Police tactics at G20 slammed - but will anything change?

The final HMIC report on the G20 puts another nail in the coffin in the current oppressive model of protest policing.
Andy May
25 November 2009

The final HMIC report on the G20 should be another nail in the coffin of the current oppressive model of protest policing. It's all the more significant coming from a body largely staffed by ex police officers which sets the forces operational guidance.

With climate protestors converging on London next week ahead of the crucial Copenhagen summit this couldn’t be timelier. The HMIC interim report released in June had already raised many questions about the methods and practice used by police, including the use of force, containment, communication with protestors and press and display of ID.  

The full report finalises these, recommending that police must:

1. Demonstrate explicit consideration of the facilitation of peaceful protest throughout the planning process and the execution of the operation

2. Seek to improve dialogue with protest groups in advance

3. Undertake a review of current public order training including an examination of tactics (such as the use of shields and batons)

4. Ensure officers wear numerals or other clear identification at all times during public order operations and deal with individual officer non-compliance swiftly and robustly.

Denis O’Connor’s additional criticism of ‘aggressive’ policing of protests is also welcome.  Whilst the report doesn’t go far enough on issues such as containment (or kettling) which for the reasons already outlined on this blog deserves to be banned, it clearly stated the need for widespread reform.

What's also clear is that much of the discredited approach is coming from certain senior officers in the Met, including the Gold Star Commander of the G20 operation, Bob Broadhurst:

“The Met has gained a reputation for clamping down and "containing" protests it deems unlawful, an approach forged in its response to the May Day protests in 2001. The force also developed the technique of using FIT surveillance officers to monitor crowds, a technique first used against football hooligans in the late 1990s that has since been adopted by forces across the country.”  Police could lose public consent, the Guardian 25th November.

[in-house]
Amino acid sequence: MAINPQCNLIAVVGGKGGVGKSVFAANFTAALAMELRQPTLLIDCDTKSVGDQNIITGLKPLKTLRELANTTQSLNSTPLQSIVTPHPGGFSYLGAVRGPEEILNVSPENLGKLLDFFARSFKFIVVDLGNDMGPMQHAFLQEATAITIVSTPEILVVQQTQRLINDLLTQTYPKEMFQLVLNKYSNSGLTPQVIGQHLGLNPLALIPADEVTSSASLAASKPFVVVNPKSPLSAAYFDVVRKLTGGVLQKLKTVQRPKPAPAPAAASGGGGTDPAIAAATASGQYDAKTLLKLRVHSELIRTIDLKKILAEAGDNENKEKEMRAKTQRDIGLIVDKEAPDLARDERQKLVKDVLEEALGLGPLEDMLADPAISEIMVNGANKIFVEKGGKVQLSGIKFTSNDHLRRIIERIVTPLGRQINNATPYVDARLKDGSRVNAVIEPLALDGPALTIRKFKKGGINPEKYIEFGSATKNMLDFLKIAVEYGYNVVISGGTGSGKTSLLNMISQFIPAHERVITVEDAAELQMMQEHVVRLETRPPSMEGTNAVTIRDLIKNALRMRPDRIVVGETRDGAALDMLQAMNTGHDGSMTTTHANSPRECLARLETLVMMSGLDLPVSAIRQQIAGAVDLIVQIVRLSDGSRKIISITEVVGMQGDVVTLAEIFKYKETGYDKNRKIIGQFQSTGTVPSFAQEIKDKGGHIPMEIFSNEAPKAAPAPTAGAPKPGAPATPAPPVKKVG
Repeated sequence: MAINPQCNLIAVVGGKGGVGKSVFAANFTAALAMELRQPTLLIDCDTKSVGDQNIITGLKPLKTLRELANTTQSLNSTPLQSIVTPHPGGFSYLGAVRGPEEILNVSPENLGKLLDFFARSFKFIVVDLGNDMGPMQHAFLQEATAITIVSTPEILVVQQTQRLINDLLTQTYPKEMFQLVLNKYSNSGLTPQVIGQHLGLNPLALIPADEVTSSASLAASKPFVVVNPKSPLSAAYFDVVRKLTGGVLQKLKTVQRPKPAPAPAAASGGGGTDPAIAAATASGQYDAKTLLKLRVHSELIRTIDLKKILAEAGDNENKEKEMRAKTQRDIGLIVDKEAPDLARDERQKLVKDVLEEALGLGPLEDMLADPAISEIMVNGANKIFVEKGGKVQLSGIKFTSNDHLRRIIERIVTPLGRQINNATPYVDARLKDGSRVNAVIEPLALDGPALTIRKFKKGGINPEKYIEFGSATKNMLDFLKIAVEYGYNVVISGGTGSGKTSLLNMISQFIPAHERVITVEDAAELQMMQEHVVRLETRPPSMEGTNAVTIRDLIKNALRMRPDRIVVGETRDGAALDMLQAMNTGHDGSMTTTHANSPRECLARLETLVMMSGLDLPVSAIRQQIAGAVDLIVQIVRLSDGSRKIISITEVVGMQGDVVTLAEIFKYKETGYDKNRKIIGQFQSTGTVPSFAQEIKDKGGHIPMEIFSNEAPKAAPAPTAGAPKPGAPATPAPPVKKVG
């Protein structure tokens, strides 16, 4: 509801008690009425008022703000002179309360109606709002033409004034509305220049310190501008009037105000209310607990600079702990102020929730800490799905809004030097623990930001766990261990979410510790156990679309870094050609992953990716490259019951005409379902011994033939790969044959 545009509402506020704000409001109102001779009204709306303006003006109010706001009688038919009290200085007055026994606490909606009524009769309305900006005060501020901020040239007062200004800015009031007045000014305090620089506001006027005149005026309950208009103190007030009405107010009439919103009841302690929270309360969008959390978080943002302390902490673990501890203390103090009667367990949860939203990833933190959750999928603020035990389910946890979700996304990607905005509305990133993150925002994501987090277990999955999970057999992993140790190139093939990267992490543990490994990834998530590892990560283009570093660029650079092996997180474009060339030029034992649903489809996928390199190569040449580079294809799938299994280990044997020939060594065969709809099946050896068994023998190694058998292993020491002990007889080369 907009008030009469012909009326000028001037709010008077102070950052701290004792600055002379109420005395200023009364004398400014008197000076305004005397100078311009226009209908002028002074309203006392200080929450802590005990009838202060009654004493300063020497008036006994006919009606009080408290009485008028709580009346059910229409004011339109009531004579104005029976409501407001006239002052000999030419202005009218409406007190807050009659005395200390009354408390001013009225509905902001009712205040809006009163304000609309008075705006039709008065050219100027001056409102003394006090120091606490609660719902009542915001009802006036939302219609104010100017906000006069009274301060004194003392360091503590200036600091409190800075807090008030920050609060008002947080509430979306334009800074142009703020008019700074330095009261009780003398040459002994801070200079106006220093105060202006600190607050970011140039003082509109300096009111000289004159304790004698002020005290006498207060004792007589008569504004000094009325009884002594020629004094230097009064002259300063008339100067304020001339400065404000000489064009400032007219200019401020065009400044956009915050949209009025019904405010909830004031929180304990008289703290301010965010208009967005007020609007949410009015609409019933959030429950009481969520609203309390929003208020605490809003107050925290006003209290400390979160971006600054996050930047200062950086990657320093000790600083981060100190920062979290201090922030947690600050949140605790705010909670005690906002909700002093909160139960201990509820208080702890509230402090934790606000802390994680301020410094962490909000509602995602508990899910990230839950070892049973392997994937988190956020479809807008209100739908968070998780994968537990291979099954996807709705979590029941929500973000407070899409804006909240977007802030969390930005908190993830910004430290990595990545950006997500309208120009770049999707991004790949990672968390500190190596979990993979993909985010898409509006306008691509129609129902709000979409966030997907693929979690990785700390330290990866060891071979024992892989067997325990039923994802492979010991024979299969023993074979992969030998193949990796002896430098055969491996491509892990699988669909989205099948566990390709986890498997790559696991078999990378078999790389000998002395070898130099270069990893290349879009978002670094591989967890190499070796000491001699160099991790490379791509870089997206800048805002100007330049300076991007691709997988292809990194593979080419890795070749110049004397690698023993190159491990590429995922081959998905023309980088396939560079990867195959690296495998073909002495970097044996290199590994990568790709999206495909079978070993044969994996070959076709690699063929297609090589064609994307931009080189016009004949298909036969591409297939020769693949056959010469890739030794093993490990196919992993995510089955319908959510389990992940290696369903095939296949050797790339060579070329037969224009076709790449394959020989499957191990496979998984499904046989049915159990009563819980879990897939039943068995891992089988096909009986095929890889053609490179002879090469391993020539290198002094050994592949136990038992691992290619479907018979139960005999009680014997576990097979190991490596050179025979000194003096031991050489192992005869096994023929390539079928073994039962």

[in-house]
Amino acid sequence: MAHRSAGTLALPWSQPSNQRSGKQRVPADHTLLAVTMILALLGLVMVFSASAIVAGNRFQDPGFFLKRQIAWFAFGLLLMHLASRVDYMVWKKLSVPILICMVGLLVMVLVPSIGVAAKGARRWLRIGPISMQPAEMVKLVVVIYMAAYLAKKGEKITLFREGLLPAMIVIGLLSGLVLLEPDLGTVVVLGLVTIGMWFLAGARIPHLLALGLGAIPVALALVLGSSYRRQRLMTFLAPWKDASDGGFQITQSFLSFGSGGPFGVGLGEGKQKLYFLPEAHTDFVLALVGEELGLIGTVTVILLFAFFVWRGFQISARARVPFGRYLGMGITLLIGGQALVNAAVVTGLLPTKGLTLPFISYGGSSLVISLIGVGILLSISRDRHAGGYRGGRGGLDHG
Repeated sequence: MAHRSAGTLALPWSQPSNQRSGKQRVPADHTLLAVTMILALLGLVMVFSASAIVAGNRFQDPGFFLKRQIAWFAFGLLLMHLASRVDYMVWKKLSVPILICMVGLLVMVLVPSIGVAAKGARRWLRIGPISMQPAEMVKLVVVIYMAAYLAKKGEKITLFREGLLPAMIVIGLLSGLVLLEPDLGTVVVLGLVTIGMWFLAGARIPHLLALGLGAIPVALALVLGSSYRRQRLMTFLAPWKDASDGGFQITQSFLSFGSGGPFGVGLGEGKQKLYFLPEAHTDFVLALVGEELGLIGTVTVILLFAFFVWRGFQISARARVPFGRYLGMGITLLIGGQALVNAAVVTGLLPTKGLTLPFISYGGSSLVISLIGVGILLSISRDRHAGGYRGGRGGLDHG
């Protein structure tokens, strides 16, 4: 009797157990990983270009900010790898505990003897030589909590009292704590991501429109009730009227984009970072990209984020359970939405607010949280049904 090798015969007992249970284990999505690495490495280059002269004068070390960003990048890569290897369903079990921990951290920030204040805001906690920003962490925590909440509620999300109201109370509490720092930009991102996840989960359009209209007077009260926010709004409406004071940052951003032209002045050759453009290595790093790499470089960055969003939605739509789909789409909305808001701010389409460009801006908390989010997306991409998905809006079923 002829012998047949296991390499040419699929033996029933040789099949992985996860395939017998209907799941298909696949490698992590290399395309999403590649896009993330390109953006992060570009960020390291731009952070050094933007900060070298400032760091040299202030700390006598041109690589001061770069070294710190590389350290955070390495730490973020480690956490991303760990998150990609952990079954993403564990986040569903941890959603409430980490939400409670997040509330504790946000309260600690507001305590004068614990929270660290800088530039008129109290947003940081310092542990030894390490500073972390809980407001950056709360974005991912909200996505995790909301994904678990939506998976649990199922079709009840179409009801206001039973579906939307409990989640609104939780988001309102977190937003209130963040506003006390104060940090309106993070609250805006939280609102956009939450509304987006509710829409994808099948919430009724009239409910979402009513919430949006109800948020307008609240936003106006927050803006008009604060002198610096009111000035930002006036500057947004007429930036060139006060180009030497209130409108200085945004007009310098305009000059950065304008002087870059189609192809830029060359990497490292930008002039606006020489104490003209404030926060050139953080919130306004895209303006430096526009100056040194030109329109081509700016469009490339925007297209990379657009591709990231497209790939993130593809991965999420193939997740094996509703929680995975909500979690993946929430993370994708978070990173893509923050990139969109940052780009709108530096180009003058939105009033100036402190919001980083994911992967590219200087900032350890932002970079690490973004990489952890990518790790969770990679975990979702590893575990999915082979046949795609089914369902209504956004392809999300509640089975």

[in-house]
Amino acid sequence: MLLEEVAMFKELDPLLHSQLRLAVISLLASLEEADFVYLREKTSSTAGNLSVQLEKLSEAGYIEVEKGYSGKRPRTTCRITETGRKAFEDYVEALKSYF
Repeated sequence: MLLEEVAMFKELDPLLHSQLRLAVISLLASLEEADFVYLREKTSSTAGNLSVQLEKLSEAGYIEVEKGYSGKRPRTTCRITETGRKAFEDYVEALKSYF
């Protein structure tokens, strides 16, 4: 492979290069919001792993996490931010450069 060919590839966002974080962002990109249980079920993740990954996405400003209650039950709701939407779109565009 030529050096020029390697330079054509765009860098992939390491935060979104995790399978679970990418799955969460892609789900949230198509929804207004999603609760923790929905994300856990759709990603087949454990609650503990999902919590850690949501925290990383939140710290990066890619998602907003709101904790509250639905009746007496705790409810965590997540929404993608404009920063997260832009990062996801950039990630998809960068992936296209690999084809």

Yesterday I wrote a letter to the IPCC making a complaint against Bob Broadhurst, the senior commander in control of the operation. This was in light of a clear example of Cmdr Broadhurst misleading public bodies tasked with investigating the G20.  

Bob Broadhurst made other "errors" in a joint report to the MPA. It's clear Broadhurst is one of the officers at the Met pushing an aggressive form of policing. He’s also an advocate of categorising all protests as either 'unlawful' and 'lawful' - a pretext to suppress those which are not compliant with what he sees as acceptable protest.

Commander Bob Broadhurst should step down from his public order role to allow a fresh start in protest policing.

So far we have seen no senior officers held to account for their actions in this operation. This is despite the fact a man died and hundreds of complaints were made to the IPCC by protestors hurt or illegitimately contained.

Bob Broadhurst isn't the type of policeman we want managing public order policing in the future if we are to see the HMIC report enacted.

With this report, there will be a less room for rogue officers to hide and a lot more opportunity for protestors to express themselves freely in future.  But the proof is in the pudding, now we need to see the MPA and other Police Authorities outside of London start putting this into practice.  

The MPA could start with calling for the thoroughly discredited Bob Broadhurst to step down

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